The thump on my head was sudden and unexpected. I was walking through the park and thought I had been hit on the head by a branch. The blow caused me to stagger and, I admit, shriek a bit, but it did not knock me out. I grabbed my head and glanced behind me to see if there was someone there, and to find out what had collided with my head. But within a second it was clear that the staggering squirrel in front of me was the culprit. He was a bit off balance, and obviously regaining his footing. He turned and looked at me, chewed me out, and ran up the tree next to me. I had been hit in the head by a falling squirrel, who was blaming me for the encounter. A squirrel was scapegoating me for his own awkward imbalance.
Luckily I was wearing a hat and had my sweatshirt hood pulled up over my head. After checking my head for damage, of which there was none, and having a moment’s worry about the possibility of squirrel-cussion, I headed home wondering what to make of this experience. Was this a targeted attack? Was it a random squirreling event? Or was it possibly the start of some larger and more sinister squirrel terrorism?
And of course, because this was just so odd, I wondered if this was a common occurrence. An internet search on “squirrel hitting a person in the head” revealed several other head-seeking squirrel events, but they were by no means common. And of course, none of those people had any Intel about what the event meant. The search also resulted in interpretations of squirrel dreams, but none about dreams with squirrel-head encounters. And finally, there was great discourse on the spiritual meaning of squirrels as power animals.
I might as well have been reading about the trickster, coyote. According to the experts, squirrels can be telling me that I am hoarding old emotions, situations or problems, or that I need to hold on to things that have meaning to me. On the other hand, it might be that I need to have more fun, or conversely, be more focused and persistent. Then again, perhaps a project or relationship that I have been working on is about to come to fruition, or perhaps those same ventures or relationships are failed efforts and I need to walk away.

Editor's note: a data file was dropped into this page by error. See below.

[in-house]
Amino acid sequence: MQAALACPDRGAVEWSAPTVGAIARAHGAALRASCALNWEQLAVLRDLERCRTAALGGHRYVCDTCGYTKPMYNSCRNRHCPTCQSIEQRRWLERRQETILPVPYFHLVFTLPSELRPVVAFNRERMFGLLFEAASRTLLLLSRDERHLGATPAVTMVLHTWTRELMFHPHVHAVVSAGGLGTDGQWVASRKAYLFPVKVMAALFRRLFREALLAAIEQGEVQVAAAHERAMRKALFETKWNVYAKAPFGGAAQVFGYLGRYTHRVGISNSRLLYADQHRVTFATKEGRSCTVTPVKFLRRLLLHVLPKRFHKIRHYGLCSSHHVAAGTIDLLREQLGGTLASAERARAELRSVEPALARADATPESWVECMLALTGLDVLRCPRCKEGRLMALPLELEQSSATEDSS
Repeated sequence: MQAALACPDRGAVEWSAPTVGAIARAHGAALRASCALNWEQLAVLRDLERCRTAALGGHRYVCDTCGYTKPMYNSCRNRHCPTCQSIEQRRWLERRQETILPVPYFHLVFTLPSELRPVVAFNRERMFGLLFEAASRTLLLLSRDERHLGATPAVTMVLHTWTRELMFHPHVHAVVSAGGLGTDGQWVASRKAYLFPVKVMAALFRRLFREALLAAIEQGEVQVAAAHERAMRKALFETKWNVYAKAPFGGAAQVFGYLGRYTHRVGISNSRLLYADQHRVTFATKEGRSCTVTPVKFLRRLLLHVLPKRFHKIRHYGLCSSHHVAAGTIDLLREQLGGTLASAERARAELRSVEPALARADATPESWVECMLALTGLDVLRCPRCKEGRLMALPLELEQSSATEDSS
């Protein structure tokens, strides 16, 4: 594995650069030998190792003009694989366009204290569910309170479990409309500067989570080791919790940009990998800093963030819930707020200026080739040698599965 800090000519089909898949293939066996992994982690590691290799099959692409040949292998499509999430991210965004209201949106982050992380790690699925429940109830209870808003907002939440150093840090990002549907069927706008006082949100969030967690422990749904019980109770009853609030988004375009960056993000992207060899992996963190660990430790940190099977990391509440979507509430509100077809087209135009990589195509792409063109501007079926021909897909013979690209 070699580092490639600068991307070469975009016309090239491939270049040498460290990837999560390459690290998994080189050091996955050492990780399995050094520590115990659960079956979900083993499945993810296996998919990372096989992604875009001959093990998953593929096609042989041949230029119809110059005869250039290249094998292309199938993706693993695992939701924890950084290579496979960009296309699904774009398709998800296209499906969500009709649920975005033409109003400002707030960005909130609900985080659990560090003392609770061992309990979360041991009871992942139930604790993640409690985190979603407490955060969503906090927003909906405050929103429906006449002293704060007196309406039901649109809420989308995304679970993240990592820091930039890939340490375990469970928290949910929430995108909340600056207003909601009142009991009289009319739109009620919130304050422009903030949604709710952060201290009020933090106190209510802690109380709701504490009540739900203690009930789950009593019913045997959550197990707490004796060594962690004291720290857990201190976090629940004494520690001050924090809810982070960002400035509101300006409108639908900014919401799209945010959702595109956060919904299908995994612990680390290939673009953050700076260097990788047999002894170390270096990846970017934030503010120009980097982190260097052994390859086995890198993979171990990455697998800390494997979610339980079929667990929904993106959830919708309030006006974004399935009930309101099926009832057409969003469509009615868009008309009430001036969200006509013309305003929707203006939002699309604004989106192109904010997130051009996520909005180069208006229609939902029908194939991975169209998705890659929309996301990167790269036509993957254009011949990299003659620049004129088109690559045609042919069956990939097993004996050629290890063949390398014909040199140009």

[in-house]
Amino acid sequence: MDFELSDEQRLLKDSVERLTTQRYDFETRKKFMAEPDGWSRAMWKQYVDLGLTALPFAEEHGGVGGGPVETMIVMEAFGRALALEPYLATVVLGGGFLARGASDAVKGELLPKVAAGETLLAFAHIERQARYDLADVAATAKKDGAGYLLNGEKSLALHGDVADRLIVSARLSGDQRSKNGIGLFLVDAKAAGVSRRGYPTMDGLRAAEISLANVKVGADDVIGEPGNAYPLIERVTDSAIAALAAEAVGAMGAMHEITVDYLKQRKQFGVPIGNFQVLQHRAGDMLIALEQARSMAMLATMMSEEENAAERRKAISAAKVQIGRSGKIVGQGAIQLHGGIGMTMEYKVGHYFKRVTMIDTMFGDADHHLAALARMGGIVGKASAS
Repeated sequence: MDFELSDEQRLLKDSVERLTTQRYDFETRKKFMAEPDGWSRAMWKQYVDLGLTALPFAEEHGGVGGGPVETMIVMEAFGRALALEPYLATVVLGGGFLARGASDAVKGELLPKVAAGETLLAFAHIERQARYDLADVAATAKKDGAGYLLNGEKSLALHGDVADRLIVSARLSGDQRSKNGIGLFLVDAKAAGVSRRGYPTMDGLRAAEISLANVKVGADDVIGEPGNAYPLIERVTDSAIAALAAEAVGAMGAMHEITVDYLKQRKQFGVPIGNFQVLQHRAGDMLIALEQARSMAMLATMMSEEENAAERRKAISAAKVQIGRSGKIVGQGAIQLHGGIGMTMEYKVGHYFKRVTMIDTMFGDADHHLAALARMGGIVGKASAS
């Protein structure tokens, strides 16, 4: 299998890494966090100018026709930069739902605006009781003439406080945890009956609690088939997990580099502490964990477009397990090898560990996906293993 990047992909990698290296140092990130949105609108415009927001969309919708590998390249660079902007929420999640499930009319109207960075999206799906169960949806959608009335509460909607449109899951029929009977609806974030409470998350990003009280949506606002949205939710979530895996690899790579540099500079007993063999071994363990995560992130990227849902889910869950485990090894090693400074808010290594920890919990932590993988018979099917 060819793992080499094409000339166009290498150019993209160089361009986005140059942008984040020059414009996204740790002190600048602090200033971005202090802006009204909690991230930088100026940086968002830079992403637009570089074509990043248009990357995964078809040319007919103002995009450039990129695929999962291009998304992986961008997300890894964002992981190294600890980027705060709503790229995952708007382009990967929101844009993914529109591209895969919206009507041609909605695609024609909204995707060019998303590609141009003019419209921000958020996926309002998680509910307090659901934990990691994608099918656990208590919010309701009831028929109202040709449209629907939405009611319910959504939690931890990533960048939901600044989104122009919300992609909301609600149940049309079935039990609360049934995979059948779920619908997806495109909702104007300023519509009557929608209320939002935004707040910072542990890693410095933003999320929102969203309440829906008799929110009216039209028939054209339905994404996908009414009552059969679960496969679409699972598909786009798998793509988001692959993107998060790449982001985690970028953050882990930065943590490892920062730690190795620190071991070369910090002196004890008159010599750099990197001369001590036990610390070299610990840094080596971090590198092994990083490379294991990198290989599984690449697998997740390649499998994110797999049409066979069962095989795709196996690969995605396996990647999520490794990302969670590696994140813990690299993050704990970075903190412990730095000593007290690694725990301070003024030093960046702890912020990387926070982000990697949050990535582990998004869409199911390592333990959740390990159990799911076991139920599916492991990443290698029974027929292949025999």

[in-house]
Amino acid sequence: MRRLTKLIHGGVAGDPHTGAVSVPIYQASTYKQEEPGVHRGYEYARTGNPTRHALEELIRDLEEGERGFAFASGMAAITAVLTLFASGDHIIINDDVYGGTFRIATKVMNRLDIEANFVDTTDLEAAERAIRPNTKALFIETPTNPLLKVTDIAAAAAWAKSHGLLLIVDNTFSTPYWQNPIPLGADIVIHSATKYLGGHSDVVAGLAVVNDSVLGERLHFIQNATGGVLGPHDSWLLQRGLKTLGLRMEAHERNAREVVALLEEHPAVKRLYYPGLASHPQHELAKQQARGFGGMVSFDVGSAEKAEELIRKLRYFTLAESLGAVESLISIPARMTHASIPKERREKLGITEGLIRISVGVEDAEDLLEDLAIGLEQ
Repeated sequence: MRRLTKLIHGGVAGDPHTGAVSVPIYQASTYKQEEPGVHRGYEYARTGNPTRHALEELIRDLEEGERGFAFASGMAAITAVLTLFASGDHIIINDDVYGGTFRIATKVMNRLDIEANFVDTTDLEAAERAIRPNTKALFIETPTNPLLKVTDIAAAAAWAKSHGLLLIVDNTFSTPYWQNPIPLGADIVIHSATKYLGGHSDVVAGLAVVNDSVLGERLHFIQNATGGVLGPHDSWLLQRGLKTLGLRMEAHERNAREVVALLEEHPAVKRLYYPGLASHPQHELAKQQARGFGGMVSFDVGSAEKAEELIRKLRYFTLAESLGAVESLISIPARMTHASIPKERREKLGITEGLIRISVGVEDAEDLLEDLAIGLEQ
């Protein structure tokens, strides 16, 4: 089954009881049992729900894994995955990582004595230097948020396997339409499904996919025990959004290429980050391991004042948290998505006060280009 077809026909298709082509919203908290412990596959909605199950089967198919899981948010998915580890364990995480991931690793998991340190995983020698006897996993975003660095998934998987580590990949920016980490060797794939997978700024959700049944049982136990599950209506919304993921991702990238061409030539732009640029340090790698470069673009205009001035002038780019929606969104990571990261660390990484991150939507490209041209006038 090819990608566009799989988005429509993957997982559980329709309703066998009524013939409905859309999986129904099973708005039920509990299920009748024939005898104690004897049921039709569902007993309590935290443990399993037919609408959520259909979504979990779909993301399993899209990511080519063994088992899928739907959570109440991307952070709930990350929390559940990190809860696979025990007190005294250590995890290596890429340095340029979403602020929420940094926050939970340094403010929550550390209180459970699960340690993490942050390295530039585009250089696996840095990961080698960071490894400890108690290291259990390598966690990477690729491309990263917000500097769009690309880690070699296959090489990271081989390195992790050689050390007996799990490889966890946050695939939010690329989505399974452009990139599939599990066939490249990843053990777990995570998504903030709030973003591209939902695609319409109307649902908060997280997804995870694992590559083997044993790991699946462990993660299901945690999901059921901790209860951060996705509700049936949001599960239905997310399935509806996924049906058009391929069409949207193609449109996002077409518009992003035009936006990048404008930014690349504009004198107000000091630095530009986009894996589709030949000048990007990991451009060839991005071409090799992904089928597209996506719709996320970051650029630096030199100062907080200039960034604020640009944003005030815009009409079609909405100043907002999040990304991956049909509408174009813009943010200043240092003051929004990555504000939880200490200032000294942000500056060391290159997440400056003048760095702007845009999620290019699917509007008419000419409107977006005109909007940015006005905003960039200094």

By the end of the day, I had shared the story with several friends in a stand-up comedic style, joking about an impending squirrel-apocalypse, and cautioning everyone to wear bike helmets when near trees. Perhaps this was a variation on one of the ten plagues, or the Hitchcock movie “The Birds.” There had to be a meaning, because EVERYTHING happens for a reason, right?
At best, it depends. Yes, there was a reason the squirrel fell out of the tree. It was a misjudged jump. Yes, there was a reason that he hit my head. I was right there. Was there some deep spiritual reason for me to discern when those events collided? Probably not. Not everything that happens around me is about me. Not everything that happens to me carries deep mystical insight. Of obviously my choices and actions cause events. If I do not fill up my car with gas, I will eventually run dry and be stranded. But in this world not every “what” has a personal “why.” Some things happen because we are humans on a crowded planet.
Maybe , in this case, I just need to paraphrase Freud; sometimes a squirrel hitting you in the head is just a squirrel with bad balance.
Dr. Elisa Robyn, a modern-day Renaissance educator and leader, is the author of The Way of the Well, a spiritual romance, and Pirate Wisdom, lessons in leadership. Her eclectic career positions include geologist, Dean of Arts and Sciences, Vice President of Academic Affairs, Futurist, and Innovative Mojo Coach. Currently, Elisa is an executive director at Regis University. She holds a Masters degree from the University of California, Santa Barbara, and a Ph.D. from the University of Colorado, Boulder. Her most current writings can be found at